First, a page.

So this may sound a little weird, but just go with me here: the movie that Candyman 2021 most reminds me of is … The Force Awakens. They share a certain kinship in the way that they go about examining their predecessors. These stories have become legends within their universes, and the new characters are fans of the original adventurers who are psyched to meet them. In Candyman Land, Anthony McCoy (Yahya Abdul-Mateen II) is a visual artist who’s been struggling to find inspiration but suddenly becomes full-to-bursting with ideas when he hears tell of a man with a hook who slices and dices his victims after they summon him in a mirror. He’s also soon spending much of his free time listening to the recordings left behind by Helen Lyle, the graduate student who was researching the Candyman in the first film. When you go this deep into the story, you become a part of that story, and oh boy, does Anthony become an integral cog in this tale.

By focusing so squarely on the original, Candyman 2021 is occasionally a little too myopic in its approach. For horror freaks like myself, there’s something bizarrely enjoyable about the unhinged world-building that’s typical of so many spooky sequels but less common in these reboot-style sequels. Writer-director Nia DaCosta’s approach is decidedly laser-focused, which is a good thing insofar as she knows exactly what she’s trying to accomplish and she reminds those of us who loved the original why we loved it so much. But it’s a less-than-good thing insofar as it keeps her movie perhaps too much in check. I haven’t seen either of the first two Candyman sequels that were released in the 90s; as far as I know, neither is highly regarded, but wouldn’t it be cool if DaCosta somehow found a way to incorporate elements of them into her outing? I think so. (Although maybe there are some Easter eggs that I missed… It didn’t feel like that was the case, though.)

All the ducks are in order here: the set pieces are thrilling, the music is chilling, the acting strikes the right range of tones. To sum it all up, I appreciate the lens that New-Candyman focuses on Candyman Original Flavor, but I also believe that it would have benefitted from expanding that lens a bit.

Candyman 2021 is Recommended If You Like: The Force Awakens in terms of the self-awareness, People saying “No! No! No!” right before someone summons something evil, Fun with production logos

Grade: 3.5 out of 5 Bees

Reminiscing About the Time I Saw ‘Reminiscence’

Leave a comment

Reminiscence (CREDIT: Warner Bros. Pictures/Screenshot)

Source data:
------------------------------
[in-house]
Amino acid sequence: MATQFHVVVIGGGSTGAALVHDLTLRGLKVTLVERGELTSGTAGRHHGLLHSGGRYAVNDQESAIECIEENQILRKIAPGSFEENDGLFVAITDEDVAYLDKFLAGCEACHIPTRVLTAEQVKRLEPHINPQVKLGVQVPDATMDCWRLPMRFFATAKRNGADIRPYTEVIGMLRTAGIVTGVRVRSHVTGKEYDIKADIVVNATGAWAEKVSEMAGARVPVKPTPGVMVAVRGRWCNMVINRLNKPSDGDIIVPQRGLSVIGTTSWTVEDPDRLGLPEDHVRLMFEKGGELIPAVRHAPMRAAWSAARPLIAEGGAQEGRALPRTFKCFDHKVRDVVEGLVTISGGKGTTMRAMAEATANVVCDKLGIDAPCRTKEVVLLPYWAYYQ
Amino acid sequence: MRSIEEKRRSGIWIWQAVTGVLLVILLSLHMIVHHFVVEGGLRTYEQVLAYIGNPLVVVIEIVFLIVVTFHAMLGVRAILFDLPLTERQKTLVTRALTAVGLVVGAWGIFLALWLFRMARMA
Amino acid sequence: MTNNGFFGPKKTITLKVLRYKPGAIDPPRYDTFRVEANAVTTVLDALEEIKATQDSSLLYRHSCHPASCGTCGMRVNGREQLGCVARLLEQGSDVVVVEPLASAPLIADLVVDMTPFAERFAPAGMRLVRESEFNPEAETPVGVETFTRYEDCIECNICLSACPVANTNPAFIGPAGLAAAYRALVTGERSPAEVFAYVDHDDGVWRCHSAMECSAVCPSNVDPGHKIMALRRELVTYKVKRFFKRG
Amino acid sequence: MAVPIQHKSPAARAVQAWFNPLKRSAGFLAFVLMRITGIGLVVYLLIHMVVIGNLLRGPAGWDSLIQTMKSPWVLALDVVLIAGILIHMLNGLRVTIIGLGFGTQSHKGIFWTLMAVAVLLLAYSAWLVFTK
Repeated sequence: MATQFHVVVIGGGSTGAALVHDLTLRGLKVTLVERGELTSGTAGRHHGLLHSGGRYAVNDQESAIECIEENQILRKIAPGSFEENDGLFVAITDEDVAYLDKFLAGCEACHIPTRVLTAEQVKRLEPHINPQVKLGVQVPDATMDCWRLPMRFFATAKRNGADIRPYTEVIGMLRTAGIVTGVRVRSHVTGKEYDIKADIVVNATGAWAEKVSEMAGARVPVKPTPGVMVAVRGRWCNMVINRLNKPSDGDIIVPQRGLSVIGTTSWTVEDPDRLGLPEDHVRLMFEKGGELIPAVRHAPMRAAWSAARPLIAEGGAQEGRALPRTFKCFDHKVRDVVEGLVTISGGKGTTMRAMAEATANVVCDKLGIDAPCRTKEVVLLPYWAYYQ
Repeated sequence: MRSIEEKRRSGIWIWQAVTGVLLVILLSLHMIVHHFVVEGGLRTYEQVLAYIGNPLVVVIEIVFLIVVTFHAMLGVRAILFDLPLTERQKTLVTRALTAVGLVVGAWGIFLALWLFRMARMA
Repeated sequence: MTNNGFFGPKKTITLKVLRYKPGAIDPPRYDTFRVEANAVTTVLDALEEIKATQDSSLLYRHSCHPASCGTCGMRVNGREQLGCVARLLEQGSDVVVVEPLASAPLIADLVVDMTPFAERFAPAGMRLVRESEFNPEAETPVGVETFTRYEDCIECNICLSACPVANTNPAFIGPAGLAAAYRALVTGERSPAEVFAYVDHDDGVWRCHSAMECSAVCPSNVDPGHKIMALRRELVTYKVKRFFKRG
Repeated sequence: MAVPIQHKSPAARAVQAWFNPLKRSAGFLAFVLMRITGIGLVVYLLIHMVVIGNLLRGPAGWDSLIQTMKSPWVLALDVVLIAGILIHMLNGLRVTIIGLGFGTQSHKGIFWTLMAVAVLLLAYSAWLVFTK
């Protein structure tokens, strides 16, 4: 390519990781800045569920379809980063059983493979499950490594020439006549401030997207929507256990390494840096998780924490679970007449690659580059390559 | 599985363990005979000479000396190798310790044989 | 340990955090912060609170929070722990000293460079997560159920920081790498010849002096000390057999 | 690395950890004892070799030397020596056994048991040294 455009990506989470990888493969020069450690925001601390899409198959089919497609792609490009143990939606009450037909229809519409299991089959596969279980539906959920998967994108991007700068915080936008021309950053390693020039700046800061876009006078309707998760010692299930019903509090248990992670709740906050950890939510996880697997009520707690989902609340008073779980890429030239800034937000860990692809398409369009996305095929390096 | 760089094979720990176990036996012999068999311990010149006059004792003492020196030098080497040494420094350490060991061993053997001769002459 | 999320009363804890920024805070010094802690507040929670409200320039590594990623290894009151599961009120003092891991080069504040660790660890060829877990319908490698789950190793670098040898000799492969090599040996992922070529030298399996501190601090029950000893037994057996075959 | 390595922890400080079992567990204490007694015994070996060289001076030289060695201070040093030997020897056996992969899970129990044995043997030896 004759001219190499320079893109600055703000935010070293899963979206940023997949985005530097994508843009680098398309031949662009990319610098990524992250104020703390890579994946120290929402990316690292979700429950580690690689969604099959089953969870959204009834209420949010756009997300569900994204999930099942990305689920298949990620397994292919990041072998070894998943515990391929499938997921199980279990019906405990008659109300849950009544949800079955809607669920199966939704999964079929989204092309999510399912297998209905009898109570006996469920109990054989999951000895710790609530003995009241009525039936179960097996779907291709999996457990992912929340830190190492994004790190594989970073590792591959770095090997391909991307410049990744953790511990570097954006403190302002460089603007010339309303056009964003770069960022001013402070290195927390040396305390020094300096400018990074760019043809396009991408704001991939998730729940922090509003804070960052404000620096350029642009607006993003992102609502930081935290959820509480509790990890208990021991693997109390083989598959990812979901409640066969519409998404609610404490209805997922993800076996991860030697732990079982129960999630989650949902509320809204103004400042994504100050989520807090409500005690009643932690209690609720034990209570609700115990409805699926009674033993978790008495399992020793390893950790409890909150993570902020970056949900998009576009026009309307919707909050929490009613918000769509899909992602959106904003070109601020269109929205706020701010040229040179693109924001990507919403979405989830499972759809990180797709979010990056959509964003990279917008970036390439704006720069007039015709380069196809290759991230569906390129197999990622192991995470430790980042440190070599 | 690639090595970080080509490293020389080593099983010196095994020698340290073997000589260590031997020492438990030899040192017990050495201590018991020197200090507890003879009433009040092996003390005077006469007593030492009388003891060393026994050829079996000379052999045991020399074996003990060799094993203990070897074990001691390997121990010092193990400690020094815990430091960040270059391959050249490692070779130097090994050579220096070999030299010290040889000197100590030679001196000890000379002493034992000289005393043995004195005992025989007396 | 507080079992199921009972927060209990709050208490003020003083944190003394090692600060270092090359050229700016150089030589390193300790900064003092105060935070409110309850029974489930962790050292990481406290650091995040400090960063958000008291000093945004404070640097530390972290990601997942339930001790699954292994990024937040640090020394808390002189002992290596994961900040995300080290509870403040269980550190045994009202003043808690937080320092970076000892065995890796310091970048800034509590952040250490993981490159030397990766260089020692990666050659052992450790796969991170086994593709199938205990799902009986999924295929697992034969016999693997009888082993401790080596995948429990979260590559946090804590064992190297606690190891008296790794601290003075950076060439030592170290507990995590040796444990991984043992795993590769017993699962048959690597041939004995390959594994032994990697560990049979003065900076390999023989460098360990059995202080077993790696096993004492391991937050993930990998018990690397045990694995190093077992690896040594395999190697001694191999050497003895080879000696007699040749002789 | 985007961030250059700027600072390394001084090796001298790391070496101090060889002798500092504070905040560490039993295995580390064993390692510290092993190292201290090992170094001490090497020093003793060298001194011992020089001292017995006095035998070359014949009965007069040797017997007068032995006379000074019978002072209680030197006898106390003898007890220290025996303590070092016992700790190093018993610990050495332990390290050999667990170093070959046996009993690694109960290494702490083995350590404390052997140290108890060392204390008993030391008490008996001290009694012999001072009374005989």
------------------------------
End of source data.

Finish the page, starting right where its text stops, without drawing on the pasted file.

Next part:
Starring: Hugh Jackman, Rebecca Ferguson, Thandiwe Newton, Cliff Curtis, Marina de Tavira, Angela Sarafyan

Director: Lisa Joy

Running Time: 116 Minutes

Rating: PG-13

Release Date: August 20, 2021 (Theaters and HBO Max)

I went to see Reminiscence at the Regal Essex Crossing on opening night (or opening night of opening day, as it were, i.e., not a Thursday night preview showing). I had a relatively small dinner of leftover pizza beforehand, so I decided to buy some foodThe concession stand didn’t have any pretzels in stock, so I opted for mozzarella sticks instead. I paired them with a margarita since this theater is licensed to serve alcohol. Spoiler alert: they didn’t pair very well. It also didn’t help that I’d really already had my fill of cheese just a couple hours earlier.

Anyway, as for the movie itself, it was hard not to think about Inception, what with Reminiscence also having a mind-bending premise, a beachside overrun-by-waves urban setting, and characters waking up from a dream state in water. Not to mention that it’s the directorial debut of Lisa Joy, who’s married to Chris Nolan’s brother Jonathan and is probably most famous for her work alongside her husband on Westworld. Also, Reminiscence star Hugh Jackman played a similarly obsessive protagonist in the Nolan-directed The Prestige.

But ultimately my biggest takeaway is that I wish that Angela Sarafyan had played the femme fatale lead instead of Rebecca Ferguson. That’s nothing against Ferguson (whom I generally enjoy!), it’s just praise for Sarafyan. She’s ready to be a star, so I say this to the people who are in a position to give her a starring role: let’s make it happen!

Grade: Could’ve Been Wetter

Older Entries